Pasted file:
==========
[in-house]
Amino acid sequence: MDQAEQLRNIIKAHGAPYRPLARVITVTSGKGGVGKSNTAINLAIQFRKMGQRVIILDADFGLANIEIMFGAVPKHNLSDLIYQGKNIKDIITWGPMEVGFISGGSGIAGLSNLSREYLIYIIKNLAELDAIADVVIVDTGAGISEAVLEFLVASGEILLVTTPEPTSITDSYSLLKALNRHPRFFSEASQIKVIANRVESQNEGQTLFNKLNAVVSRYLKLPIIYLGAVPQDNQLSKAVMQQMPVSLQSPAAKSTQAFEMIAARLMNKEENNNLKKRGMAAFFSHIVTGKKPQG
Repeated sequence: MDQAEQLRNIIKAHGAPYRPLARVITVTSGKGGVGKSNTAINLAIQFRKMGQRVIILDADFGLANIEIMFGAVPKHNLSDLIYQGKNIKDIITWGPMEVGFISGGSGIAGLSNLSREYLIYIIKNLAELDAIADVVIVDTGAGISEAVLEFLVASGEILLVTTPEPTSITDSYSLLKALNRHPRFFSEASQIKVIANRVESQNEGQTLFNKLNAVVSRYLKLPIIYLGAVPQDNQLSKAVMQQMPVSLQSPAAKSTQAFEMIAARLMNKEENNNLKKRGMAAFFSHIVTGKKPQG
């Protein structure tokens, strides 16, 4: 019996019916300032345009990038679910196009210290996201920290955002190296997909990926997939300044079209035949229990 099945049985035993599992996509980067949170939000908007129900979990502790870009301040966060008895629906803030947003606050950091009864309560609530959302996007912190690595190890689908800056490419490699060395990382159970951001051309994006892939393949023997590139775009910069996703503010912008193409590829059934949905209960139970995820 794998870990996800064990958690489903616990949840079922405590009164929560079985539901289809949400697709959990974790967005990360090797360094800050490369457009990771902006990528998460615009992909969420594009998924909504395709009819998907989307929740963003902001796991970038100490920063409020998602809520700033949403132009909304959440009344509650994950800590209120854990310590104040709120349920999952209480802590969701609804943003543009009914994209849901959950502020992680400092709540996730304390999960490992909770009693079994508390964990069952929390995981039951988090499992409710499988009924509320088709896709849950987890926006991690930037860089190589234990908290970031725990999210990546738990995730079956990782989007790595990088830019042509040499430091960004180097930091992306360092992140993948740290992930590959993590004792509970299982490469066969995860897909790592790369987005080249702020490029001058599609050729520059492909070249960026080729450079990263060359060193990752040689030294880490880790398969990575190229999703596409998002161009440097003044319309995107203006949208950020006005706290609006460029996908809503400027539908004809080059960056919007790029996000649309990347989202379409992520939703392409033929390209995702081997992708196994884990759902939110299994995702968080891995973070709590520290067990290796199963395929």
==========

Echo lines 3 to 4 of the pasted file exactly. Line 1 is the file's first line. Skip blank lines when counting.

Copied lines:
Repeated sequence: MDQAEQLRNIIKAHGAPYRPLARVITVTSGKGGVGKSNTAINLAIQFRKMGQRVIILDADFGLANIEIMFGAVPKHNLSDLIYQGKNIKDIITWGPMEVGFISGGSGIAGLSNLSREYLIYIIKNLAELDAIADVVIVDTGAGISEAVLEFLVASGEILLVTTPEPTSITDSYSLLKALNRHPRFFSEASQIKVIANRVESQNEGQTLFNKLNAVVSRYLKLPIIYLGAVPQDNQLSKAVMQQMPVSLQSPAAKSTQAFEMIAARLMNKEENNNLKKRGMAAFFSHIVTGKKPQG
């Protein structure tokens, strides 16, 4: 019996019916300032345009990038679910196009210290996201920290955002190296997909990926997939300044079209035949229990 099945049985035993599992996509980067949170939000908007129900979990502790870009301040966060008895629906803030947003606050950091009864309560609530959302996007912190690595190890689908800056490419490699060395990382159970951001051309994006892939393949023997590139775009910069996703503010912008193409590829059934949905209960139970995820 794998870990996800064990958690489903616990949840079922405590009164929560079985539901289809949400697709959990974790967005990360090797360094800050490369457009990771902006990528998460615009992909969420594009998924909504395709009819998907989307929740963003902001796991970038100490920063409020998602809520700033949403132009909304959440009344509650994950800590209120854990310590104040709120349920999952209480802590969701609804943003543009009914994209849901959950502020992680400092709540996730304390999960490992909770009693079994508390964990069952929390995981039951988090499992409710499988009924509320088709896709849950987890926006991690930037860089190589234990908290970031725990999210990546738990995730079956990782989007790595990088830019042509040499430091960004180097930091992306360092992140993948740290992930590959993590004792509970299982490469066969995860897909790592790369987005080249702020490029001058599609050729520059492909070249960026080729450079990263060359060193990752040689030294880490880790398969990575190229999703596409998002161009440097003044319309995107203006949208950020006005706290609006460029996908809503400027539908004809080059960056919007790029996000649309990347989202379409992520939703392409033929390209995702081997992708196994884990759902939110299994995702968080891995973070709590520290067990290796199963395929």